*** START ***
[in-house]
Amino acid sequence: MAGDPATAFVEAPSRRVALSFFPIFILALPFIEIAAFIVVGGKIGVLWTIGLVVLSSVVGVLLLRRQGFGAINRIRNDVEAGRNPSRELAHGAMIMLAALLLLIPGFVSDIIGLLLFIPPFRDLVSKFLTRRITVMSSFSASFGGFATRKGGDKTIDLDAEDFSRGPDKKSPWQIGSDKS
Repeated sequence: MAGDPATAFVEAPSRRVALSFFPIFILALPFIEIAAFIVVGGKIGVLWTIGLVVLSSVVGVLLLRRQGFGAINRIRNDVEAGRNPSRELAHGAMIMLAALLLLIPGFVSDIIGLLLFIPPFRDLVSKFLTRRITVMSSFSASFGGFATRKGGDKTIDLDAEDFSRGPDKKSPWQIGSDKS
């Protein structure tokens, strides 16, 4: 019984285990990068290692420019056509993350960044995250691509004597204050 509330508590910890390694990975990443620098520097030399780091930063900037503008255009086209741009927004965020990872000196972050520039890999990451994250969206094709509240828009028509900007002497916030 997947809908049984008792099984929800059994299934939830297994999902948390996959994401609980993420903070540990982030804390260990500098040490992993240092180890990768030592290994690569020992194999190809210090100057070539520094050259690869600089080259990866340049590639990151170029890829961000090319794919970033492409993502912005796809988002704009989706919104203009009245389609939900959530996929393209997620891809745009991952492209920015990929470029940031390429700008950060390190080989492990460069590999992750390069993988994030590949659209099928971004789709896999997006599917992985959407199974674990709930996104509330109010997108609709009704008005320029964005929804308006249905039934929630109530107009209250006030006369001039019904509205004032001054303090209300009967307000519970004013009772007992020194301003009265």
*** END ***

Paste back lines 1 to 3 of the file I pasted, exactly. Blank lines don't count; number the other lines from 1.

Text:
[in-house]
Amino acid sequence: MAGDPATAFVEAPSRRVALSFFPIFILALPFIEIAAFIVVGGKIGVLWTIGLVVLSSVVGVLLLRRQGFGAINRIRNDVEAGRNPSRELAHGAMIMLAALLLLIPGFVSDIIGLLLFIPPFRDLVSKFLTRRITVMSSFSASFGGFATRKGGDKTIDLDAEDFSRGPDKKSPWQIGSDKS
Repeated sequence: MAGDPATAFVEAPSRRVALSFFPIFILALPFIEIAAFIVVGGKIGVLWTIGLVVLSSVVGVLLLRRQGFGAINRIRNDVEAGRNPSRELAHGAMIMLAALLLLIPGFVSDIIGLLLFIPPFRDLVSKFLTRRITVMSSFSASFGGFATRKGGDKTIDLDAEDFSRGPDKKSPWQIGSDKS